valuable time for Firefighters in
the event of an emergency. The
house you save may be your
Keep Away from Snowplows - If you
happen to be out walking or
shoveling your driveway and you
see a snowplow approaching, stand
well back from the edge of the
pavement. The driver will slow as
he approaches you, but even at
very slow speeds objects can
easily be thrown fifteen feet
from the snowplow.
Park Away from the Street - Avoid
parking in your driveway with
your bumper close to the edge of
the street. This practice is
hazardous to the plow driver,
hazardous to your vehicle, and
hazardous to your neighbors as it
can interfere with complete
clearing of the snow from street
pavements. In most locations this
practice is also against Village
Ordinance, as the vehicle winds
up parked within the street right
of way overnight - a prohibited
Maximize Street Width - If you
are having guests over to your
home, advise them ahead of time
to all park on the same side of
the street. When vehicles are
parked directly opposite each
other, and especially if not all
the way up against the curb, the
resulting narrowed roadway width
can make it difficult for
emergency vehicles to pass
Shovel it Once - Wait until plows
have cleared your street from
curb to curb before cleaning your
driveway apron. Snowplows leave
significantly more snow on a
clean drive than on a snow
covered drive. Throw your snow on
the parkway to the left of walks
and drives as viewed from the
street looking towards the house.
Subsequent snowplow passes will
push this extra snow away from
your drive rather than into the
Garbage Disposal - Place your
garbage in the parkway
approximately three feet from the
edge of the street. Do not place
your garbage in the street.
Mailboxes - Residents are
responsible to keep snow cleared
from in front of mailboxes.
Snowplow drivers will clear as
close to the boxes as possible.
Should you be unfortunate enough
to have your mailbox knocked down
by a snowplow, please call
847-368-5834. Temporary repairs
are made to damaged mailboxes
within one day of the end of a
storm, with permanent
replacements in the spring. If
you are on a County or State
plowed route, we will put you in
contact with the appropriate
agency. If you are planning to
install a new mailbox, please
telephone 847-368-5834 for the
proper setback from the roadway.
Parking Restrictions - Parking is
not allowed on Village streets
from 2 a.m. to 5 a.m. daily. In
addition, no parking is allowed
on Village streets after two
inches of snowfall, until such
time that the street is
completely cleared of snow.
Snow Deposits on Streets - Snow
cleared from private areas may
not be deposited on public walks
or streets. Snow cleared from
walks or drives may not be
deposited in the streets. Besides
being against Village ordinance,
these practices may result in
PREVENT FROZEN WATER PIPES
There are some easy steps that
you can take to help protect
yourself from the inconvenience
and possible expense of frozen
water pipes. Indoors, the pipes
to be concerned about are those
which run in an enclosed space
along an outside wall, or run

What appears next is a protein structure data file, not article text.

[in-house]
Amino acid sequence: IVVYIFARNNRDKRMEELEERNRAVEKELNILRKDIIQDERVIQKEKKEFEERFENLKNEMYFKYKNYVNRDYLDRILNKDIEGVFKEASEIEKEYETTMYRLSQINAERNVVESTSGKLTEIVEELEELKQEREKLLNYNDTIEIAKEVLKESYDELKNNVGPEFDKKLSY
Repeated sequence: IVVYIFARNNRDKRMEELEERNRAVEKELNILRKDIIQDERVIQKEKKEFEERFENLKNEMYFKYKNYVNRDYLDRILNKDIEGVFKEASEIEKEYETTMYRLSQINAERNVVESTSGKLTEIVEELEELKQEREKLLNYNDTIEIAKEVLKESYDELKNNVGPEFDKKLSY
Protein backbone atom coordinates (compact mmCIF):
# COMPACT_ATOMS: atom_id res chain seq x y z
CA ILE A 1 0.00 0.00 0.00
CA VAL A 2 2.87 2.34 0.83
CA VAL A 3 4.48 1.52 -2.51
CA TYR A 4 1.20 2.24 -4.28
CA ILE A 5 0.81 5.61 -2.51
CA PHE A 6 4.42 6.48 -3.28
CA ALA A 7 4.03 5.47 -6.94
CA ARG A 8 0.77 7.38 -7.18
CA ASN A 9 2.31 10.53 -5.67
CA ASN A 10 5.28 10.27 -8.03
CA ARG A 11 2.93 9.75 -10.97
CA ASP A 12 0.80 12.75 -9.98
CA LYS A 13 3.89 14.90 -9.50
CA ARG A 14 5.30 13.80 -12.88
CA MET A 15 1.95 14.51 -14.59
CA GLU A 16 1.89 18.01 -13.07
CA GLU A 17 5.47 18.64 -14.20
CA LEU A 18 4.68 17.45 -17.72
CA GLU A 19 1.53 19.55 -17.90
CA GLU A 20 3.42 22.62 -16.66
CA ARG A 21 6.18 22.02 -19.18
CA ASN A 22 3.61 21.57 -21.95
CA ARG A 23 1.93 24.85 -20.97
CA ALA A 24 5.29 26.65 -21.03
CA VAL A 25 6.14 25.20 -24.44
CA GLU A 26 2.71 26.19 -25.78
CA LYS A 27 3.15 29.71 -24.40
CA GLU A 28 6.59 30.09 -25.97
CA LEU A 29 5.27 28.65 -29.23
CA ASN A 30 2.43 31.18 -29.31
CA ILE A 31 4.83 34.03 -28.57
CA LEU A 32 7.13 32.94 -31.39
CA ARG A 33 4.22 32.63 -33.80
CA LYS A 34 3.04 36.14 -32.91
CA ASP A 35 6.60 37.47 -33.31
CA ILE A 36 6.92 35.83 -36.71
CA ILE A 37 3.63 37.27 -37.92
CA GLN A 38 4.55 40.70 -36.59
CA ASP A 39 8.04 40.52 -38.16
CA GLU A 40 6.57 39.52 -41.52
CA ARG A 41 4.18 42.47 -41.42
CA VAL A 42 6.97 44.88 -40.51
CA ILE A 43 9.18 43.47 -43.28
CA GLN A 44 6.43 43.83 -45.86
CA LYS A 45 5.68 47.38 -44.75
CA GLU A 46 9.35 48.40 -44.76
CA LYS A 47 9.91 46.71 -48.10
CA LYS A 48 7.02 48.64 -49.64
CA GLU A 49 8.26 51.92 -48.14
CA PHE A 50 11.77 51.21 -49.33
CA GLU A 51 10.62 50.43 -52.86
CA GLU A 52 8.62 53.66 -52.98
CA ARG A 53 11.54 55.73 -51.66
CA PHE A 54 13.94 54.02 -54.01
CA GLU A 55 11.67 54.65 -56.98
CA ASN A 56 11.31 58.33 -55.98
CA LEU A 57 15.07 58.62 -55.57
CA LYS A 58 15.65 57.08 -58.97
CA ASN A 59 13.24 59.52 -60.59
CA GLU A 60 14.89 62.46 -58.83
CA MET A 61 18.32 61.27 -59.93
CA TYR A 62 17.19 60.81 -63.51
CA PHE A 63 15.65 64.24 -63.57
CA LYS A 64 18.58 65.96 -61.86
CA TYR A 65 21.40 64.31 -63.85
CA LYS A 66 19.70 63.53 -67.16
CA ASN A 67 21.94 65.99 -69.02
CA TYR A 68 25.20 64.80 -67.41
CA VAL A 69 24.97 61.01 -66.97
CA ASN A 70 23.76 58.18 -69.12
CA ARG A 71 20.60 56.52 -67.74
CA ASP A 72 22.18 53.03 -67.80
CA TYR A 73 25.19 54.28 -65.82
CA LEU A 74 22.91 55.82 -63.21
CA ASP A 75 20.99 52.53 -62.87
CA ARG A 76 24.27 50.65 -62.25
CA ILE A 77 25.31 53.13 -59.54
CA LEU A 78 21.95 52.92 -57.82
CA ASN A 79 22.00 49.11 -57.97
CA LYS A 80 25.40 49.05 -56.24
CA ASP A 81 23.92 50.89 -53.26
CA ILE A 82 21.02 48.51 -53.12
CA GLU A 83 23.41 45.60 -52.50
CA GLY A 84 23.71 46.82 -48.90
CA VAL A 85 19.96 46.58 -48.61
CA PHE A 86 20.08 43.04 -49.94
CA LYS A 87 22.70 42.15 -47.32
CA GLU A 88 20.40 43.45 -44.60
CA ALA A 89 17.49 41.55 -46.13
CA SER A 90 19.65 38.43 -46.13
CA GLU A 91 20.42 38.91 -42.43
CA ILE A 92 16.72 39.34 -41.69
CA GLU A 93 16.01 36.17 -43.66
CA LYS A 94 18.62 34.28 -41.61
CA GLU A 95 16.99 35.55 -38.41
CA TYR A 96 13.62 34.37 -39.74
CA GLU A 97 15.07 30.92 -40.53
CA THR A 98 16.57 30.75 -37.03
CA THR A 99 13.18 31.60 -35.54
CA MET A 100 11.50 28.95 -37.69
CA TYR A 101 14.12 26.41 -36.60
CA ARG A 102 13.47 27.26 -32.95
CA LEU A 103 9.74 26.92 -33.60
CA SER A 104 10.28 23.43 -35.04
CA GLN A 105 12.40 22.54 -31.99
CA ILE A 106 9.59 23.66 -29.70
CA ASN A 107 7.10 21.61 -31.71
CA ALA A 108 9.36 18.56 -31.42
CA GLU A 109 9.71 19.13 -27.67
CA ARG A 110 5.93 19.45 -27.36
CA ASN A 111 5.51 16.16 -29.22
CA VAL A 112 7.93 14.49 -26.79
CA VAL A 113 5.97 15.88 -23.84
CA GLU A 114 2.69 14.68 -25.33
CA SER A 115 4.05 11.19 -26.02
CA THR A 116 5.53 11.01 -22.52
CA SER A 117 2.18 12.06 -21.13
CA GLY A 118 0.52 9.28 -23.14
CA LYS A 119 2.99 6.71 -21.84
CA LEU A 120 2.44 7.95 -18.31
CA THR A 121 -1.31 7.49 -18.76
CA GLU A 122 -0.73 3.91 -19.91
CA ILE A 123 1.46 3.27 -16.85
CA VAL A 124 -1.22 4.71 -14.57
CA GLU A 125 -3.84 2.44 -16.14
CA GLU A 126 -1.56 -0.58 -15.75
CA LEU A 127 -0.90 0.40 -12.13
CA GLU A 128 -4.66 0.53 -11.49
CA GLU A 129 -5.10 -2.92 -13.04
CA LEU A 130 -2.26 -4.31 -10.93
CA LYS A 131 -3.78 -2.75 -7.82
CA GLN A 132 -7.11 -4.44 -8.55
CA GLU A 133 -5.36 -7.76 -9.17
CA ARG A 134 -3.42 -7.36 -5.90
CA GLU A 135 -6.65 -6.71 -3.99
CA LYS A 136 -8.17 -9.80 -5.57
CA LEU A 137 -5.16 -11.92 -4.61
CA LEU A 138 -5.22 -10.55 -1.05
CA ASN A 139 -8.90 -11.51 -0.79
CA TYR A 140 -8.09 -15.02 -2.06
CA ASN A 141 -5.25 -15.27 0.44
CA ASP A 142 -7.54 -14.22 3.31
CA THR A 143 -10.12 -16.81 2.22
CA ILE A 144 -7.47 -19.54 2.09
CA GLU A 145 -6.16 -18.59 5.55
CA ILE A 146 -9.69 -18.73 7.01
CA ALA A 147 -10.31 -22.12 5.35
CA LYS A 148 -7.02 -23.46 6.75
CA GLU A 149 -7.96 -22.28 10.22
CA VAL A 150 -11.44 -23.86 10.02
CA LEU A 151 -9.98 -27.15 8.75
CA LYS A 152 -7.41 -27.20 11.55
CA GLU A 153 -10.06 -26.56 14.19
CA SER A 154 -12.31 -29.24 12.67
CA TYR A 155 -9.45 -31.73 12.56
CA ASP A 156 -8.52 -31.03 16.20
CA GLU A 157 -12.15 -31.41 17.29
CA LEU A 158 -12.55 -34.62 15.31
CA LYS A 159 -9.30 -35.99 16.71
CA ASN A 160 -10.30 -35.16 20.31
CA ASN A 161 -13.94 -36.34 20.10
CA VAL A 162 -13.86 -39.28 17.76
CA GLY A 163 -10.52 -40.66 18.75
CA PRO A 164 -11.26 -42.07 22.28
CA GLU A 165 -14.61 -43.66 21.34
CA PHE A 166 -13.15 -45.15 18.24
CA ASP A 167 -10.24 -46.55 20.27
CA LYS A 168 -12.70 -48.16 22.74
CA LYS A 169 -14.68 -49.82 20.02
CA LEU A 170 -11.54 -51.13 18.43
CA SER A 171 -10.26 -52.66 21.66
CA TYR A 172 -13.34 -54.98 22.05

uninsulated through a crawl
When the outdoor air temperature
drops below 10° F, opening
the cabinet doors to the sink or
using a fan to circulate warm air
into the crawl space can help
keep your pipes from freezing.
Moving water through the pipes
will also help. Establishing a
flow of one to two drops per
second through both the hot and
cold water pipes should do.
Most water services are buried
deep enough that they do not
freeze, even during our coldest
temperatures. Of those that are
susceptible, they may actually be
freezing at the point where they
rise to enter the building in a
crawl space or other cold
location. Insulating the water
piping and blowing warmer air
into these spaces can help. A
buried water service pipe will
freeze when the ground
surrounding the pipe is frozen,
and there is insufficient flow of
water through the pipe to keep
the temperature above freezing.
Our Lake Michigan water can be as
cold as 33°F in mid- winter,
so it can freeze fairly quickly
if left standing motionless.
If your water service has not
frozen in the past, you are
probably safe. If you have had
your water service line freeze,
it will freeze again without any
corrective action on your part.
Any time outside temperatures
fall below 10°F for a week
and especially if they fall to
0°F, you must establish a
small trickle of water through a
cold water faucet to keep the
service flowing. You cannot stop
the flow even for short intervals
or the service will freeze. You
must keep the trickle running
even when outside temperatures go
back up. The ground will warm up
much more slowly than the air. If
the temperature remained at
10° F for 5 days, keep the
trickle running until there have
been at least 5 days in a row
where the temperatures were above
freezing, or even longer if it
seems like there may be any
lessening of water flow through
your pipes. The longer
temperatures remain low, the
longer it will be necessary to
keep a trickle running through
your service to protect it.
Unfortunately, the only permanent
solution to a recurring freezing
service is to replace it with
new, deeper buried service pipe.
of this text was reproduced from
the official Village of Arlington
Heights Website Public Works
pages. Please stay updated with
the latest information from the
website. The information is
considered to be public domain
and subject to fair use. For the
best and safest information look
for the latest information from
the Village of Arlington Heights,
which may update prior to updates
on this page without